On the influence of alloy composition on the additive manufacturability of Ni-based superalloys


A graph showing the alloys plotted against cracking ductility and flow stress at 800 degrees celsius

Researchers from this department, Engineering and Alloyed Limited worked together to produce this paper, 'On the influence of alloy composition on the additive manufacturability of Ni-based superalloys', published in Metallurgical and Materials Transactions A.  

The susceptibility of nickel-based superalloys to processing-induced crack formation during laser powder-bed additive manufacturing is studied.  Twelve different alloys - some of existing (heritage) type but also other newly-designed ones - are considered.  A strong inter-dependence of alloy composition and processability is demonstrated.  Stereological procedures are developed to enable the two dominant defect types found - solidification cracks and solid-state ductility dip cracks - to be distinguished and quantified.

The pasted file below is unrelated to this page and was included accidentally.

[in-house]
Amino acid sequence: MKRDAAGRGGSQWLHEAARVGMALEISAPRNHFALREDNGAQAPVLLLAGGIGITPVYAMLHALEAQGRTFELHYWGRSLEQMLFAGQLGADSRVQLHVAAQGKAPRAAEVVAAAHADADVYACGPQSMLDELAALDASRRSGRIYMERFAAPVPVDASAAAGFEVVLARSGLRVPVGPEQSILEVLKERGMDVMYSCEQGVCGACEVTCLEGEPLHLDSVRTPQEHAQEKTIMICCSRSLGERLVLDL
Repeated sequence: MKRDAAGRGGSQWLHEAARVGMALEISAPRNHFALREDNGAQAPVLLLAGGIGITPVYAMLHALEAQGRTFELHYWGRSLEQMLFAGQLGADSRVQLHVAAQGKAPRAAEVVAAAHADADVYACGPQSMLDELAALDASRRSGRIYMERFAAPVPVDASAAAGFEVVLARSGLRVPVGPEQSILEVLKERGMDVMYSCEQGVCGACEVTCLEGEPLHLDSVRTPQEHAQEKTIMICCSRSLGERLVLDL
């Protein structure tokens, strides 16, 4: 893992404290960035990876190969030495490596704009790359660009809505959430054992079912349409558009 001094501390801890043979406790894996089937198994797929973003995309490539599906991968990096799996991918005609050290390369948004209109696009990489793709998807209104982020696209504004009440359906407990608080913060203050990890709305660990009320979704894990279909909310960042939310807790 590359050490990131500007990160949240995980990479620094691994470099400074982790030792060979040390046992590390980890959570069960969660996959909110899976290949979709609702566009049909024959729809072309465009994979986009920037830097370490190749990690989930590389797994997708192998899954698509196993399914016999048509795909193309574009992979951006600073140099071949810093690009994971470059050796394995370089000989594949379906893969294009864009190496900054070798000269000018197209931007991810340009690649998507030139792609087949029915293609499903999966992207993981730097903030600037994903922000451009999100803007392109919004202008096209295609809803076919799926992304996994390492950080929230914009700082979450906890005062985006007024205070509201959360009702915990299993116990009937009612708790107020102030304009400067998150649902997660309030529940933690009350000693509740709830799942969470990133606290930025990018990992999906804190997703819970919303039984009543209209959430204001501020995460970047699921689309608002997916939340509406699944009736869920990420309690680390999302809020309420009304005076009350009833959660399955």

Differential scanning calorimetry, creep stress relaxation tests at 1000 oC and measurements of tensile ductility at 800oC are used to interpret the effects of alloy composition.

A model for solid-state cracking is proposed, based on an incapacity to relax the thermal stress arising from constrained differential thermal contraction; its development is supported by experimental measurements using a constrained bar cooling test.  A modified solidification cracking criterion is proposed based upon solidifcation range but including also a contribution from the stress relaxation effect.

This work provides fundamental insights into the role of composition on the additive manufacturability of these materials.